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Jennifer Adeghate, Rikki Enzor, Bushra Usmani, Peter Jones, Jamie Odden, Asad Farooq Durrani, Benjamin Botsford, Steve Koscumb, Oscar Marroquin, Jose Alain Sahel; Role of Metformin in the Development and Progression of Age-Related Macular Degeneration. Invest. Ophthalmol. Vis. Sci. 2022;63(7):3529.
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Age-related macular degeneration (AMD) is a leading cause of irreversible blindness with limited treatment and management options. Metformin has been shown to have immunomodulatory roles which could influence the pathogenesis of AMD. This study investigates whether metformin confers a protective effect in delayed onset and slower progression of AMD.
This is a single-center retrospective cohort study, which included 18,431 patients aged 50-80 years, visiting ophthalmology clinics from September 2006 to August 2019. Among these, 132 patients with concurrent diagnoses of AMD and diabetes were further analyzed, stratified by metformin use. Data included demographics, presence and type of AMD, examination findings including visual acuity (VA), ocular coherence tomography (OCT) features and anti-VEGF injection frequency. These were compared between patients prescribed or not prescribed metformin.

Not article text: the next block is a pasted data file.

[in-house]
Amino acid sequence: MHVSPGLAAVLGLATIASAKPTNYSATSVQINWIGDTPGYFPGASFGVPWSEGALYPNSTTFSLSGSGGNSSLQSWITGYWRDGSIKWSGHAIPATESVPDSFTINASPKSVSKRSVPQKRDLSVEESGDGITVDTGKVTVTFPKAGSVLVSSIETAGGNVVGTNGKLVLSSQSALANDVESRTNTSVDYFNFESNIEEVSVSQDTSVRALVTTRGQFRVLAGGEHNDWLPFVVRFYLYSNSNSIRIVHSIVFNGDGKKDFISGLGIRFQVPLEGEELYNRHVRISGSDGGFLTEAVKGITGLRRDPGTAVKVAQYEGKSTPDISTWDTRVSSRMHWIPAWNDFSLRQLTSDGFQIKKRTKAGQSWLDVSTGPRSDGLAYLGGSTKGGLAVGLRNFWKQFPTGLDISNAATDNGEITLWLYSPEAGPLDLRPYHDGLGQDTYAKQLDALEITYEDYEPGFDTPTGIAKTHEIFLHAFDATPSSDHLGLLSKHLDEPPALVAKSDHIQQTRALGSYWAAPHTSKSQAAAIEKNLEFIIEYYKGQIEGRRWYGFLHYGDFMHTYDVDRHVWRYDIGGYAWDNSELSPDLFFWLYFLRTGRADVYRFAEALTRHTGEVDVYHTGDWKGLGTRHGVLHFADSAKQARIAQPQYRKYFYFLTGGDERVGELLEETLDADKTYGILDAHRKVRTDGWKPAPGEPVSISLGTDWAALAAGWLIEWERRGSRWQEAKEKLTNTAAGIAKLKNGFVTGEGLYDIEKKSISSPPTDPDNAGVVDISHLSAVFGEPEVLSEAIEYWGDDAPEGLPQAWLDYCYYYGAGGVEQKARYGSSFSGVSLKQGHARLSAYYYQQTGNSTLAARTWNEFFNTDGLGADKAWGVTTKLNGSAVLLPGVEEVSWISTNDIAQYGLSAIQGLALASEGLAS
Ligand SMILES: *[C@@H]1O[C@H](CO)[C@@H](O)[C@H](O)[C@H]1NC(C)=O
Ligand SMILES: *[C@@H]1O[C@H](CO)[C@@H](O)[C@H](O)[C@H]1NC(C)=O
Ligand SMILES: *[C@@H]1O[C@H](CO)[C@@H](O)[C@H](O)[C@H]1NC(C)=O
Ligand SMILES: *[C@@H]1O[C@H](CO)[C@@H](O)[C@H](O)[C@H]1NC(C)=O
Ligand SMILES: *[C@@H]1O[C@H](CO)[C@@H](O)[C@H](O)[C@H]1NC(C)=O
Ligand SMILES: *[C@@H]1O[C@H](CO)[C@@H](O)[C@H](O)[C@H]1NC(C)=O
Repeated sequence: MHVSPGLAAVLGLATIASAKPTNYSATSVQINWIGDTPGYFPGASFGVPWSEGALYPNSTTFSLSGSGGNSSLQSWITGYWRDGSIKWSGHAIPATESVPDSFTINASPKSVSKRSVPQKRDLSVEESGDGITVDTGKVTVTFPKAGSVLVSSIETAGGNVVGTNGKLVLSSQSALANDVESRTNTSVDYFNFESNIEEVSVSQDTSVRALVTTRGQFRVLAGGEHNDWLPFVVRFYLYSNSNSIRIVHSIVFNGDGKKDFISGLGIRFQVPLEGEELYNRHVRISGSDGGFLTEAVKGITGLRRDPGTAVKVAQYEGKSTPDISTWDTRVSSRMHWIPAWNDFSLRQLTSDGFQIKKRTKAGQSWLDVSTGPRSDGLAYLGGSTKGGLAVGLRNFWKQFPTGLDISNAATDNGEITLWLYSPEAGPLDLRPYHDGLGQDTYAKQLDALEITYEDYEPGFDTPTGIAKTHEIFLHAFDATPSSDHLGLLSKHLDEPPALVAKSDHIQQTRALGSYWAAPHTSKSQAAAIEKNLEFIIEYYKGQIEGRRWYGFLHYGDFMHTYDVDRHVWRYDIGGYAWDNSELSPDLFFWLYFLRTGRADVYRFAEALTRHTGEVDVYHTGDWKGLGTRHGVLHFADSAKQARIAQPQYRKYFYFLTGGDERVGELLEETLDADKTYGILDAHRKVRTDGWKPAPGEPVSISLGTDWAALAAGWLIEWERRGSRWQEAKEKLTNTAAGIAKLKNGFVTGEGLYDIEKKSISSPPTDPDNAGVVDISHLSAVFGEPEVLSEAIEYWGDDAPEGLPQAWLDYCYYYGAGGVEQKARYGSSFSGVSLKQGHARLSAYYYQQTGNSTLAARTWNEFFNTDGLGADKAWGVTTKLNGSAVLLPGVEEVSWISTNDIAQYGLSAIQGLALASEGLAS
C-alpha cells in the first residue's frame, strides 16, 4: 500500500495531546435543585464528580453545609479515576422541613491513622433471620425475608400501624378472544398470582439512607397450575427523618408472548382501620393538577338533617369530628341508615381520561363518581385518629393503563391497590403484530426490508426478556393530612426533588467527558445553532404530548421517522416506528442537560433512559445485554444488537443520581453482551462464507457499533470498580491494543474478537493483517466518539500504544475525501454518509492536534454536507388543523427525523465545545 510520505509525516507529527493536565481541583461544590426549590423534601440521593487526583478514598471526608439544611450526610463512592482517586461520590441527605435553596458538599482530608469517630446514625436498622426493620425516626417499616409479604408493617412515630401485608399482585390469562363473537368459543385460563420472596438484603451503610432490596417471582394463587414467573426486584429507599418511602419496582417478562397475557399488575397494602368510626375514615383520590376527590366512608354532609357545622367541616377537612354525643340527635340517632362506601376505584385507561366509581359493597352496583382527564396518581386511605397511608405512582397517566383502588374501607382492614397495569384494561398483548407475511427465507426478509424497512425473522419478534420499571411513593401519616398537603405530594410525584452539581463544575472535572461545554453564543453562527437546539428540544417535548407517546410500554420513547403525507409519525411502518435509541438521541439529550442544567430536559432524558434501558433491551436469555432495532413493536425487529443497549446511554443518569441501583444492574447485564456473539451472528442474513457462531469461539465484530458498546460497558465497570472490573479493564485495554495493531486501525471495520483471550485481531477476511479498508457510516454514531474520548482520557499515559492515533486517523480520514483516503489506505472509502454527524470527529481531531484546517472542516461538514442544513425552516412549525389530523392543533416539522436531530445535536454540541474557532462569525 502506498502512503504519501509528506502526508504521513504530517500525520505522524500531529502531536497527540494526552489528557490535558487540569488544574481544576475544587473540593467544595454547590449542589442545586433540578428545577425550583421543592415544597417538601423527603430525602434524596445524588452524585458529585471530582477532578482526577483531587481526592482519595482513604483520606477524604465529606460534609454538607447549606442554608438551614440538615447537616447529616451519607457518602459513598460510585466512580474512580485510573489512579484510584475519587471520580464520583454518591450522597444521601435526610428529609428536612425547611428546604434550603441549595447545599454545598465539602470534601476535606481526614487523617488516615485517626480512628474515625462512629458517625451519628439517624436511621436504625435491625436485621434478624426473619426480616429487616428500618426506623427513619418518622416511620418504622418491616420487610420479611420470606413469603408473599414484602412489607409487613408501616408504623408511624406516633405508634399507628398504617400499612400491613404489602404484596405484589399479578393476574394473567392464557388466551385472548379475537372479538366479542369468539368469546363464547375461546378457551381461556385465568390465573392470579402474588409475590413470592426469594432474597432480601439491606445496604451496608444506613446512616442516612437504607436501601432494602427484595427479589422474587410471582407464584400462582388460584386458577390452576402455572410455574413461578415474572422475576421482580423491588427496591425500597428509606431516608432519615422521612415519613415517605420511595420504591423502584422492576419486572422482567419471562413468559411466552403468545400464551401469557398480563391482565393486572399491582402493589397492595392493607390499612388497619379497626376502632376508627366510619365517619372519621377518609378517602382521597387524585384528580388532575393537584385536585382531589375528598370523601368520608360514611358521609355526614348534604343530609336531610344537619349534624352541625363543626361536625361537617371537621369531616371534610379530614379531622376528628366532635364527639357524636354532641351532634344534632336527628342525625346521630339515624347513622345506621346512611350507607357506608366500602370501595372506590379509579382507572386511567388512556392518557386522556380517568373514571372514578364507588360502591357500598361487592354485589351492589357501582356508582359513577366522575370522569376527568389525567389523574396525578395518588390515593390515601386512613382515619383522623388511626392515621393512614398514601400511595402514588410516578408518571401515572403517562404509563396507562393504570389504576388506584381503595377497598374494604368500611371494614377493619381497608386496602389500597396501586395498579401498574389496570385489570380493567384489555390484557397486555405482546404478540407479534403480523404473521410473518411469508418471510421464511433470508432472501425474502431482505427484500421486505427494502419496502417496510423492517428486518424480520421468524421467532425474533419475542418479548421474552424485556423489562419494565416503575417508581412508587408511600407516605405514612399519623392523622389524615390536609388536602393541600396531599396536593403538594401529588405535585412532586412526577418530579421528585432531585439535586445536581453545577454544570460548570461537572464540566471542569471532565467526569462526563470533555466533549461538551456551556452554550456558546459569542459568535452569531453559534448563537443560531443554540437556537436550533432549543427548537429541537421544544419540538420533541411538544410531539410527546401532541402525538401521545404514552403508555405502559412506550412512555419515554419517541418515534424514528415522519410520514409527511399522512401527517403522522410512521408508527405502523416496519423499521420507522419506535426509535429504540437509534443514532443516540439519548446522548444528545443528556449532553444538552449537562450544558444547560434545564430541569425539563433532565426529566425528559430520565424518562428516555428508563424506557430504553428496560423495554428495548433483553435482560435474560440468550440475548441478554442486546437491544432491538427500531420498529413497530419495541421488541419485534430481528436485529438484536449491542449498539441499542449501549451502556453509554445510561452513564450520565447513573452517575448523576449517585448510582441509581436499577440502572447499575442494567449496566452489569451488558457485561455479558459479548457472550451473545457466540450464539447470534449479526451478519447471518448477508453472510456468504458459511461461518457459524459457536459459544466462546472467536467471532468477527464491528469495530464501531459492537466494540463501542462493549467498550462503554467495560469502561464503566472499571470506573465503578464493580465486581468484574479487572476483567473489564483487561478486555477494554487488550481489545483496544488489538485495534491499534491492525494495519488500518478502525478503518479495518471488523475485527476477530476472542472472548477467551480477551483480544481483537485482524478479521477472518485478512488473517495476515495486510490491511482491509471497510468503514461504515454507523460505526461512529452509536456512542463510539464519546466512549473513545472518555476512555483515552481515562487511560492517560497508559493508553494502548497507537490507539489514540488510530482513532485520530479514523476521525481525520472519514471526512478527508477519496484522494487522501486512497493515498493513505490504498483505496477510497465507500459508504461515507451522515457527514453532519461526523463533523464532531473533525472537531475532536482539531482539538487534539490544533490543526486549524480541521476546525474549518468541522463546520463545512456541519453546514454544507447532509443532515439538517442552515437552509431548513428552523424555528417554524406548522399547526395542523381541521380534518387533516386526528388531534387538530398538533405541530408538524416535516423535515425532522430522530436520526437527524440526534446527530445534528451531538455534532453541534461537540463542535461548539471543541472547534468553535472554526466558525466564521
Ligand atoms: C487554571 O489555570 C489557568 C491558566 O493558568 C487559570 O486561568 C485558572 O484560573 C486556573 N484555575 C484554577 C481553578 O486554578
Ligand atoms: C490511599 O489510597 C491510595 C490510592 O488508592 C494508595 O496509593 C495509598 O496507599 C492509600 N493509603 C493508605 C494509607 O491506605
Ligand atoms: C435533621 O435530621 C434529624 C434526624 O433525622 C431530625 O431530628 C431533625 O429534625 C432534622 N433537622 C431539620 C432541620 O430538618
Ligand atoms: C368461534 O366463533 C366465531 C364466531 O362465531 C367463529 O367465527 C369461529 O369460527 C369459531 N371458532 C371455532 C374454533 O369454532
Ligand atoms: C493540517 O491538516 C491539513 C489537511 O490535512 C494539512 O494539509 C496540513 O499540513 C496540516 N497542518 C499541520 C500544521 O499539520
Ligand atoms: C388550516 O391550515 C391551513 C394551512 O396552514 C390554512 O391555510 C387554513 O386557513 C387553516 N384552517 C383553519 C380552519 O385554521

Among the 18,431 study patients, the average age was 63.7 ± 8.2 years in the metformin group and 63.0 ± 8.5 years in the non-metformin group (P = 0.0002). 74.6% of the metformin group had diabetes, compared to 9.3% of the non-metformin group (P < 0.0001). Incidence of AMD during the study period (4.2% compared to 5.1%, P = 0.049) and prevalence of AMD at the final visit (6.9% compared to 8.4%, P = 0.015) were found to be significantly lower in the metformin group compared to the non-metformin group. Several analyses were performed in a subset of 132 patients with concurrent diagnoses of AMD and diabetes. The metformin group exhibited less decline in VA (0.009 ± 0.041 logMAR/year), compared to the non-metformin group (0.013 ± 0.041 logMAR/year, P = 0.29) and less expansion of the area of geographic atrophy measured on OCT over time (1.10 ± 1.08 mm^2/yr), compared with the non-metformin group (1.66 ± 1.94 mm^2/yr, P = 0.33); however, these did not reach the level of statistical significance. A similar number of intravitreal anti-VEGF injections was required in the metformin group (2.2 ± 3.2 injections/year), compared with the non-metformin group (1.6 ± 2.1 injections/year) (P = 0.39).
Our data suggest that metformin may confer a protective effect against the onset and progression of dry AMD, though this protective effect may not apply to wet AMD.
This abstract was presented at the 2022 ARVO Annual Meeting, held in Denver, CO, May 1-4, 2022, and virtually.
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